September is Preparedness Month in Iowa
To The Press
September is preparedness month in Iowa, part of a nationwide effort started in the wake of the Sept. 11, 2001, terrorist attacks in the United States.
Joyce Flinn, director of the Iowa Department of Homeland Security and Emergency Management, said severe weather and flooding are reminders that disasters can and do happen in our state and that everyone needs to be prepared.
“While we can’t control the weather and its impacts, we can plan ahead so we know how to survive when emergencies and disasters occur. We all have a role to play in the preparedness of ourselves, our families, our communities and our state,” Flinn said.
Iowa’s Preparedness Month is held in conjunction with National Preparedness Month, which was created by the Federal Emergency Management Agency.
Iowa’s Preparedness Month is sponsored each year by the Iowa Department of Homeland Security and Emergency Management, the Iowa Emergency Management Association, the Safeguard Iowa Partnership and the National Weather Service.
Thomas Craighton, president of IEMA and Hardin County Emergency Management Director, said that while local emergency managers help to ensure responders in each county are ready for emergencies and disasters, citizens have a responsibility to be prepared, too.
“Disasters begin and end in our neighborhoods and hometowns,” said Craighton. “It’s important that citizens take responsibility for their own preparedness.”
Safeguard Iowa Partnership Executive Director Dutch Geisinger said, “Preparedness and awareness are key to helping protect our businesses, our employees, our customers, our families and ourselves.”
Kenny Podrazik, meteorologist from the National Weather Service Forecast Office in Des Moines, emphasized, “Now is the time to organize, review and practice your family preparedness plan. It’s imperative you and your family know who to call, where to meet, and what to pack before the big disaster strikes. Your family plan could save lives.”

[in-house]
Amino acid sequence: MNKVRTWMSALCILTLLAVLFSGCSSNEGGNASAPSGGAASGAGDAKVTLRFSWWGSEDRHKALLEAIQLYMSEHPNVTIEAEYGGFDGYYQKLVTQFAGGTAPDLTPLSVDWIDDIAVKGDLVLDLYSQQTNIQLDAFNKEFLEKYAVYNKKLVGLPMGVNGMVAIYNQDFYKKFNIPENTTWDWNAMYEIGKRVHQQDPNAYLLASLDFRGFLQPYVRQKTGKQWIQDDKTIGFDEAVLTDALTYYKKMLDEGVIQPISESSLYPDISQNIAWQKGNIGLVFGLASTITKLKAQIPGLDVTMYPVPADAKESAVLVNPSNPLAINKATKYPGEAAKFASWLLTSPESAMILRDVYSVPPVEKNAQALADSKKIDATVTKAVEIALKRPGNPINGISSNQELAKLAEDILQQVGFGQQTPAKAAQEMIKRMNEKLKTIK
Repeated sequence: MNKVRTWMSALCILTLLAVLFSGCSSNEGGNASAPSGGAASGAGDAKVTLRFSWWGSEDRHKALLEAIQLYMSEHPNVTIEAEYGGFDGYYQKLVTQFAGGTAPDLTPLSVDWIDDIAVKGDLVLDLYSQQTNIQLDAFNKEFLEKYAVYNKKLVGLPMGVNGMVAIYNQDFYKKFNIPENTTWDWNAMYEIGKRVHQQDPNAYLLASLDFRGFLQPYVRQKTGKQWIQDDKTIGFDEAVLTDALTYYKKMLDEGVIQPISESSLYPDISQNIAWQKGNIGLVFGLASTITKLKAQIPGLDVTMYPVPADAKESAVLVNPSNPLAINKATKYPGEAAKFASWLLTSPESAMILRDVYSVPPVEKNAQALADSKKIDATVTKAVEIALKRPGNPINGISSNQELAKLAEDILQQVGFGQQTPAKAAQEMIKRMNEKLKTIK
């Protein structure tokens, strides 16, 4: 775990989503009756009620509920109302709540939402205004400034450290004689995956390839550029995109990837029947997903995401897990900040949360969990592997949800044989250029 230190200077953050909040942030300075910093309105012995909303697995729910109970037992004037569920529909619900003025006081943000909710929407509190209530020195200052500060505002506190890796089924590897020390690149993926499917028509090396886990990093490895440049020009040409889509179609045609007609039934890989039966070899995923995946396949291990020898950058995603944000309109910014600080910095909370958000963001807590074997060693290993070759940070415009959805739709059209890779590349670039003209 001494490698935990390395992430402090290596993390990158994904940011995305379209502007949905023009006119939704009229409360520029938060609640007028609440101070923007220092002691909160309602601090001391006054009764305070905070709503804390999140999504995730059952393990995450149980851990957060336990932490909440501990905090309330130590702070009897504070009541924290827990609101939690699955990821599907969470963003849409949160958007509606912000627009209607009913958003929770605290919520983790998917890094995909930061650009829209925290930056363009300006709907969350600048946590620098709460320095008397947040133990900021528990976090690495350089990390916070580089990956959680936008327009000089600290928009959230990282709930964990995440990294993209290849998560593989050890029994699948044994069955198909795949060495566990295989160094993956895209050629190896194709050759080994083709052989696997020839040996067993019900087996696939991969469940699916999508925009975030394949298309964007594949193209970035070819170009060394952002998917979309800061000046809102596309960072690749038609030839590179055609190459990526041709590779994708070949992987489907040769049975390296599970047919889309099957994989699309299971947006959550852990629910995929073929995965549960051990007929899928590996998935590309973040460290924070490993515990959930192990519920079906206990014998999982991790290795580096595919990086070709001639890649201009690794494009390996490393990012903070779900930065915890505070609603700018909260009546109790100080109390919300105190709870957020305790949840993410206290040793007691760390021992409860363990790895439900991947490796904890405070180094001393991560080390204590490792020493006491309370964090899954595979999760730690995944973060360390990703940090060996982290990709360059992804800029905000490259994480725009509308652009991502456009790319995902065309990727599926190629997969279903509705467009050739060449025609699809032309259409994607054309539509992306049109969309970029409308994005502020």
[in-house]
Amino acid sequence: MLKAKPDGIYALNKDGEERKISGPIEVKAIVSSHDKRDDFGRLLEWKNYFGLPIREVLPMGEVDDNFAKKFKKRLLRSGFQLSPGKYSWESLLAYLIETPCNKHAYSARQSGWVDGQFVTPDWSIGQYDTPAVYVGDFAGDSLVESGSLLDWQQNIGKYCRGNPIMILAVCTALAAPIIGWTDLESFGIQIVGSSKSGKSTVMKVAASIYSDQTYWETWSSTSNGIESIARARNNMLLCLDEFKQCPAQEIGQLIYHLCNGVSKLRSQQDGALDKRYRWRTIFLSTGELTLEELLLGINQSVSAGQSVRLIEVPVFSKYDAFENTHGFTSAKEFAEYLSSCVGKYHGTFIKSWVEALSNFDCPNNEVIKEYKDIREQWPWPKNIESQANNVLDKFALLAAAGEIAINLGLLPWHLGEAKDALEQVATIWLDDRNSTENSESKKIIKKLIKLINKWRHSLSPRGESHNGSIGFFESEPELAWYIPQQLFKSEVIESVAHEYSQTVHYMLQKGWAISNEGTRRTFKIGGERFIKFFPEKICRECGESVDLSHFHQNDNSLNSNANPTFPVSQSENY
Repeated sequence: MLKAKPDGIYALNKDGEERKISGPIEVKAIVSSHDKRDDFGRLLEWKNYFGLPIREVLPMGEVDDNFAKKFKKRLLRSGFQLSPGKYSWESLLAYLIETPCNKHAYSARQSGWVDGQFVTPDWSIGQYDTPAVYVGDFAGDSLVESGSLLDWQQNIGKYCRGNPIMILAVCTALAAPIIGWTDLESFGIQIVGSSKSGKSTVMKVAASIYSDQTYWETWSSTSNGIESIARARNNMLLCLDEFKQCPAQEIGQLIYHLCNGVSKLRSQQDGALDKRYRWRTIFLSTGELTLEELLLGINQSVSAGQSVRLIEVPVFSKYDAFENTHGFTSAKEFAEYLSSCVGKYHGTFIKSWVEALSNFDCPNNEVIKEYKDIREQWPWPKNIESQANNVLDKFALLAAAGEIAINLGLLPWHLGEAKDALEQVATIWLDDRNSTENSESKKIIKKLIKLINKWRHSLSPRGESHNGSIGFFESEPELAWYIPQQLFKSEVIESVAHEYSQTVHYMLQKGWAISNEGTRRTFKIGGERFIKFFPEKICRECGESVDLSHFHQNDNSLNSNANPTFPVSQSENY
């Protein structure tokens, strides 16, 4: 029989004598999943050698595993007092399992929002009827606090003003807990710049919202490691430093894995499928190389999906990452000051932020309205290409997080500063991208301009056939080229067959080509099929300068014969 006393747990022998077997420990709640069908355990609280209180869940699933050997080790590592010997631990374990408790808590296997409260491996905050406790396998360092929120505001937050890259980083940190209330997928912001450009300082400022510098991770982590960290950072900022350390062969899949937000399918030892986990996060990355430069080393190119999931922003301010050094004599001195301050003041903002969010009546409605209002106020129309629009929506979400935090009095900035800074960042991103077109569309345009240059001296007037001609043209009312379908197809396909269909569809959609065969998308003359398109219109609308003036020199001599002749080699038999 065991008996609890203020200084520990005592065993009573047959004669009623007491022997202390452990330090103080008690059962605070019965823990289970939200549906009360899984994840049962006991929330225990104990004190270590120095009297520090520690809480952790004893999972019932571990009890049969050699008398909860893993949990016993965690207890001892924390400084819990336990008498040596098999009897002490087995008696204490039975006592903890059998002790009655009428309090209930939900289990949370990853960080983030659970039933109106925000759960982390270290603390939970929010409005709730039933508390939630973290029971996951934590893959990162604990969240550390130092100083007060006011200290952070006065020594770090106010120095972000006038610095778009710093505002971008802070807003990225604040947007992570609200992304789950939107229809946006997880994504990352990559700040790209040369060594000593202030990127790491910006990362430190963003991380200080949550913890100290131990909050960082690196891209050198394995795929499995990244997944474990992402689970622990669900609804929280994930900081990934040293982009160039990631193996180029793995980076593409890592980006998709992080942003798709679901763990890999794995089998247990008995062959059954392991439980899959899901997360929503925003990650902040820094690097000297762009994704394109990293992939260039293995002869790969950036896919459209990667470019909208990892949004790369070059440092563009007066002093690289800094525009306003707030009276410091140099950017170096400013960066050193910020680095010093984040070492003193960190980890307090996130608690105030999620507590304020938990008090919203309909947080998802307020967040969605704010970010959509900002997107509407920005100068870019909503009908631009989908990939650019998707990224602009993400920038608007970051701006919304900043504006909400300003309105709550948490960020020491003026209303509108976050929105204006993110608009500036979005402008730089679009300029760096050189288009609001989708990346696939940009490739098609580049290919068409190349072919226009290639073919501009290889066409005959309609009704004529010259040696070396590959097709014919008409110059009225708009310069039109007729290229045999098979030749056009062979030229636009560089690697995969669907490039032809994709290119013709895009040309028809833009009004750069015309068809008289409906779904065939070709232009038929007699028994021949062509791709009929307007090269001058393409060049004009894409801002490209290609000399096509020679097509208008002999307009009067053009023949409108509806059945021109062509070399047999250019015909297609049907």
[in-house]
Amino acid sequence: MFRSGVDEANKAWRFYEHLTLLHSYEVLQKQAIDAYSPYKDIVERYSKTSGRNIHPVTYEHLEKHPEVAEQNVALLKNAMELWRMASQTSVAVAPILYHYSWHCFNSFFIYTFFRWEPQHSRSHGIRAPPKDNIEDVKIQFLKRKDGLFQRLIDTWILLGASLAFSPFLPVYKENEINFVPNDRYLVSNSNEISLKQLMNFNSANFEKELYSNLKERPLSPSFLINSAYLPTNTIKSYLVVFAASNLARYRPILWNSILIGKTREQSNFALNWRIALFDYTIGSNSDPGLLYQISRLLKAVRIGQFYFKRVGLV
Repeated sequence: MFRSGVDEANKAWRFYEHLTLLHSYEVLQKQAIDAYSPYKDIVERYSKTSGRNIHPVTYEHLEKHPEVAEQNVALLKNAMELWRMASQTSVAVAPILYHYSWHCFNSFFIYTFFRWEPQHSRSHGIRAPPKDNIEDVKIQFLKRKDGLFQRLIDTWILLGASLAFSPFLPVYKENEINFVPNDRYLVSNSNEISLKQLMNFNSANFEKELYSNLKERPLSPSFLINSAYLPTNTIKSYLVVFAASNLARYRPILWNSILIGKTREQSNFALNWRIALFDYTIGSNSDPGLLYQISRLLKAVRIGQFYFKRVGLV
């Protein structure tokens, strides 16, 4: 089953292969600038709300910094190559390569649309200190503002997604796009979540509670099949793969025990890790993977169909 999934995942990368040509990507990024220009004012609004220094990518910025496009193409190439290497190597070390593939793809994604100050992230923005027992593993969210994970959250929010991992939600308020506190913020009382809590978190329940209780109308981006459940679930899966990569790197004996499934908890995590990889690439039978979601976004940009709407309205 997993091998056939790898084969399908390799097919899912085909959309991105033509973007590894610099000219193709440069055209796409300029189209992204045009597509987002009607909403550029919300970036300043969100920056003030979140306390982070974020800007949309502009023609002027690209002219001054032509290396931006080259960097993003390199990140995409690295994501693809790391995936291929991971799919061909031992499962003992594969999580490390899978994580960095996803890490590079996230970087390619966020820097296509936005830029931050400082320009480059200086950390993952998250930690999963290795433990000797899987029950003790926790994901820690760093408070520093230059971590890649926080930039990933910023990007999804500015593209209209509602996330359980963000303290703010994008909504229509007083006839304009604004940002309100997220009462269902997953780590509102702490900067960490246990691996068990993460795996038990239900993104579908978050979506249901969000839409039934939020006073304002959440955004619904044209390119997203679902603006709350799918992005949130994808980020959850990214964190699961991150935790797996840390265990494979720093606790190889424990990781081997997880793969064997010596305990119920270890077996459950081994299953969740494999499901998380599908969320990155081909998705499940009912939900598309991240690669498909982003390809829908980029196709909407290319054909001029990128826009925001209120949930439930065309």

During Preparedness Month, Iowans are urged to take simple steps to ensure they are prepared. Those steps are:
• Build an emergency kit — Your emergency supply kit should have everything you need to sustain you and your family for 3-5 days; including water and non-perishable food for each person; first aid kit; money; battery-operated flashlight and radio, and extra batteries for each; extra clothing and bedding (including shoes).
Also include personal hygiene items; speciality items such as prescription medications, baby formula, diapers and pet supplies; plates, cups, utensils and a can opener; copies of important documents such as driver’s licenses, birth certificates, insurance policies and financial information
• Make an emergency plan — Knowing what to do in the event of an emergency is key. Make sure everyone in your family knows what to do.
Choose an out-of-town friend or relative to be a contact point for family members to call if you are separated during an emergency. Make sure everyone knows how and when to call 911 or local emergency medical services. Post emergency contact phone numbers near telephones.
Know the location of shelters and hospitals, and evacuation routes.
Prepare a list of kennels, friends and family members who may be able to care for your pet in an emergency. If you are able to take your pet to a shelter, the pet must have a current vaccination record, a pet carrier and a supply of food.
• Be aware of hazards in your area — Learn about the hazards that can affect your community and learn how to get information about current weather and road conditions.
Investing in a National Oceanic and Atmospheric Administration (NOAA) Weather Radio is another way to receive weather and other emergency alerts, and you can program them so that you receive only the alerts for your county or specific counties.
Subscribe to RSS feed of watches, warnings and advisories in Iowa issued by the National Weather Service.
Get real-time information on current road conditions on the Iowa Department of Transportation’s 5-1-1-website, www.511ia.org, or by calling 5-1-1.